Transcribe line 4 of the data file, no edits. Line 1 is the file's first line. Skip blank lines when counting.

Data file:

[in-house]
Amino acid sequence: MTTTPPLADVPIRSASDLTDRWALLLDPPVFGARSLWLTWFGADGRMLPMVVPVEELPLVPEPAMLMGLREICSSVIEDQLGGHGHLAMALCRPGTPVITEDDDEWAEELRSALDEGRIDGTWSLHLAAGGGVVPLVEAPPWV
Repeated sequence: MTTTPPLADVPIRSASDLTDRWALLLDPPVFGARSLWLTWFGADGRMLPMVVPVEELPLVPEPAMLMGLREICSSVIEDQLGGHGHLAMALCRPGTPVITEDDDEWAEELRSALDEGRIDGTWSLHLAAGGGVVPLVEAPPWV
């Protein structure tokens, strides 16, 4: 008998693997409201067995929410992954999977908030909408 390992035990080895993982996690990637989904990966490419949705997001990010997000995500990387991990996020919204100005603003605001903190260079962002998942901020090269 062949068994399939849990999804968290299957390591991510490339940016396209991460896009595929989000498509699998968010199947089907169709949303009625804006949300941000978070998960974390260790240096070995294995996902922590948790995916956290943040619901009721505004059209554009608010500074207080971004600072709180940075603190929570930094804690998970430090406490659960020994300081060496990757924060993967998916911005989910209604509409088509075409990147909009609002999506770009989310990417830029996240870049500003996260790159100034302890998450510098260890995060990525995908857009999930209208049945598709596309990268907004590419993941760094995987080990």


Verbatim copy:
């Protein structure tokens, strides 16, 4: 008998693997409201067995929410992954999977908030909408 390992035990080895993982996690990637989904990966490419949705997001990010997000995500990387991990996020919204100005603003605001903190260079962002998942901020090269 062949068994399939849990999804968290299957390591991510490339940016396209991460896009595929989000498509699998968010199947089907169709949303009625804006949300941000978070998960974390260790240096070995294995996902922590948790995916956290943040619901009721505004059209554009608010500074207080971004600072709180940075603190929570930094804690998970430090406490659960020994300081060496990757924060993967998916911005989910209604509409088509075409990147909009609002999506770009989310990417830029996240870049500003996260790159100034302890998450510098260890995060990525995908857009999930209208049945598709596309990268907004590419993941760094995987080990």